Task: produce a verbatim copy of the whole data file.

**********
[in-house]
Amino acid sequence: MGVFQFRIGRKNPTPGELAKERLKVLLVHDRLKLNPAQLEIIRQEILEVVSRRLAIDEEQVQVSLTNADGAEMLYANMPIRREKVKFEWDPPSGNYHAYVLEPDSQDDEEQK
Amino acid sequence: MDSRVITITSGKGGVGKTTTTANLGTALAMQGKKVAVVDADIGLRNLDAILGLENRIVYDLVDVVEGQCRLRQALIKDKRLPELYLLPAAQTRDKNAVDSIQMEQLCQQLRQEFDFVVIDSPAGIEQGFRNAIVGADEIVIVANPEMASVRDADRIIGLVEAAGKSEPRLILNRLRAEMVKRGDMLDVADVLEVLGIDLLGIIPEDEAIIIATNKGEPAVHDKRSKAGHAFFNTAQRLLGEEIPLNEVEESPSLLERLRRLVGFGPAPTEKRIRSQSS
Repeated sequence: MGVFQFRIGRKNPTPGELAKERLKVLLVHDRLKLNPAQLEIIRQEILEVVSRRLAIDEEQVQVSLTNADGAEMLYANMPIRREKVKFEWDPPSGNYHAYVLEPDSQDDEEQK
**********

[in-house]
Amino acid sequence: MGVFQFRIGRKNPTPGELAKERLKVLLVHDRLKLNPAQLEIIRQEILEVVSRRLAIDEEQVQVSLTNADGAEMLYANMPIRREKVKFEWDPPSGNYHAYVLEPDSQDDEEQK
Amino acid sequence: MDSRVITITSGKGGVGKTTTTANLGTALAMQGKKVAVVDADIGLRNLDAILGLENRIVYDLVDVVEGQCRLRQALIKDKRLPELYLLPAAQTRDKNAVDSIQMEQLCQQLRQEFDFVVIDSPAGIEQGFRNAIVGADEIVIVANPEMASVRDADRIIGLVEAAGKSEPRLILNRLRAEMVKRGDMLDVADVLEVLGIDLLGIIPEDEAIIIATNKGEPAVHDKRSKAGHAFFNTAQRLLGEEIPLNEVEESPSLLERLRRLVGFGPAPTEKRIRSQSS
Repeated sequence: MGVFQFRIGRKNPTPGELAKERLKVLLVHDRLKLNPAQLEIIRQEILEVVSRRLAIDEEQVQVSLTNADGAEMLYANMPIRREKVKFEWDPPSGNYHAYVLEPDSQDDEEQK